My own work in this arena is theoretically oriented, trying to decipher the origins of the proposed architectures and algorithms, first in order to better motivate them, and later in order to improve them. In this context, the above-described multi-layered modeling approach seems especially promising, and we have already several key results in this direction that are quiet encouraging.

Inverse Problems in Signal and Image Processing

Many problems in signal and image processing can be posed as the need to recover a signal from a corrupted version of it. In image processing, this breed of tasks includes cleaning of noise (denoising), deblurring, super-resolution, inpainting (filling in missing parts in an image), tomographic reconstruction, and more. Various techniques have been proposed over the years to tackle such problems, forming a rich and exciting field of research that stands in the intersection of signal and image processing, estimation theory, optimization, and applied mathematics. A common approach taken in formulating these recovery problems is a Bayesian point of view, in which the overall task becomes an energy minimization task. Another key ingredient in such methods is the prior distribution of the unknown, or in its deterministic view, the regularization scheme that stabilizes the degradation inversion. Many of our papers address inverse problems using these ingredients in various ways, adopting theoretic, numerical, and application points of view.

Image Denoising

Image denoising is the simplest inverse problem, and by far, the most studied one. In its classical form, this problem addresses the desire to remove white additive Gaussian noise from an image, while preserving the image content as much as possible. Why is this problem so popular? Several explanations could be given:

  • Denoising is an important and practical problem. If you do not believe this, simply go to your personal photo-album and zoom in on any arbitrary image – you are likely to see traces of noise there. The sensed images are typically noisy, and especially so in poor illumination conditions. Every digital camera includes some sort of a denoising algorithm in order to provide better looking results.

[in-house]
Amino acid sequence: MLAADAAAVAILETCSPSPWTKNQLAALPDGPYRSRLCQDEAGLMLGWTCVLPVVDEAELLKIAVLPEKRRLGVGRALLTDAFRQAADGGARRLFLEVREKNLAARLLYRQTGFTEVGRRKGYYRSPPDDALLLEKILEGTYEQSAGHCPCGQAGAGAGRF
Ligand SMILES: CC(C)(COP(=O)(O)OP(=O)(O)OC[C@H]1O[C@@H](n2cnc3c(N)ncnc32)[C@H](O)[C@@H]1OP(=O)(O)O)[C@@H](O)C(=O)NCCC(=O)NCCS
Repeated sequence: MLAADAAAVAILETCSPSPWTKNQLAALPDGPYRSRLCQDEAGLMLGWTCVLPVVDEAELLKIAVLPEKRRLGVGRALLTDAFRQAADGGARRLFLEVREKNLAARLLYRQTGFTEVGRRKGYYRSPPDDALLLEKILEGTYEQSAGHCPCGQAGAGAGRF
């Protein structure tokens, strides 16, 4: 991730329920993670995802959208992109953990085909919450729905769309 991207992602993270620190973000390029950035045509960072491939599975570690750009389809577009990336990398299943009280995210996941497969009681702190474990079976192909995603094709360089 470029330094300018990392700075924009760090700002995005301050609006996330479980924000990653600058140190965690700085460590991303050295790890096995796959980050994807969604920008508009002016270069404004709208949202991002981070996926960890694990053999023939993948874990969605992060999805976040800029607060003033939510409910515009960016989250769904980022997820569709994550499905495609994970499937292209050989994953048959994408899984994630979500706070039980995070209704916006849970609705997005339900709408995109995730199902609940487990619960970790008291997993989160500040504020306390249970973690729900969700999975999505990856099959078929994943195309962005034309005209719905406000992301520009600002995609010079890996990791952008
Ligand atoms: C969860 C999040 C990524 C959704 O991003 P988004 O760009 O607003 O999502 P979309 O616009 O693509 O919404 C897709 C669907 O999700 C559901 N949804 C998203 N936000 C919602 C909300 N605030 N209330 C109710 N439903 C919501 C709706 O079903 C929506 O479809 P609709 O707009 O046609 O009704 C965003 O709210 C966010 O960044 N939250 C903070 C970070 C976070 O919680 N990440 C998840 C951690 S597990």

• Due to its simplicity, the denoising problem has been a convenient entry point to almost every mathematical idea that was brought to image processing. Estimation theory, Harmonic analysis and wavelets, Partial differential equations, Adaptive filters, Regularization theory, Optimization, Robust statistics, Sparse representations, Example-based regularization, and more, all made their first appearance in image processing by treating the image denoising problem.
  • Recent work has shown that every inverse problem can be solved by a chain of denoising steps, and thus a good denoising algorithm is so much more than just noise cleaner.

Numerous algorithms have been proposed to solve this problem, and the recent ones from the last decade are performing amazingly well. These are led today by deep-learning based solutions. In fact, these recent algorithms perform so well that researchers, such as Peyman Milanfar, Anat Levin, and Boaz Nadler, started speculating whether we are touching the ceiling in terms of the achievable noise decay.

Many of our research projects touched on the denoising problems, which keeps puzzling us. We devised novel such methods for noise removal, we generalized them to other noise characteristics such as Poisson, we boosted existing methods’ performance by the SOS scheme, and more.


Graph-Based Signal Processing

The classic field of signal processing considers uniformly sampled signals given on a clear measurement grid. Modern data sources, on the other hand, often produce signals lacking such pleasant sampling format. Consider for example traffic load data gathered by thousands of sensors spread in critical junctions in a predefined geographic region, accumulated over time. These signals are far more complex to process, as most of the familiar tools in signal processing (such as filtering, Fourier transform, sampling theorems, and more) are rendered useless for them. Such signals can be modeled as residing on a graph, where the nodes represent the sensing points, the edges of the graph represent the distances between nodes, and the signal itself are scalar values populating each node. The field of graph signal processing aims to adapt the classic tools to such signals. Our own work on this subject started by extending the Wavelet transform to graphs signals, and our later focus was on the generalization of the sparse representation model to cope with these breed of signals.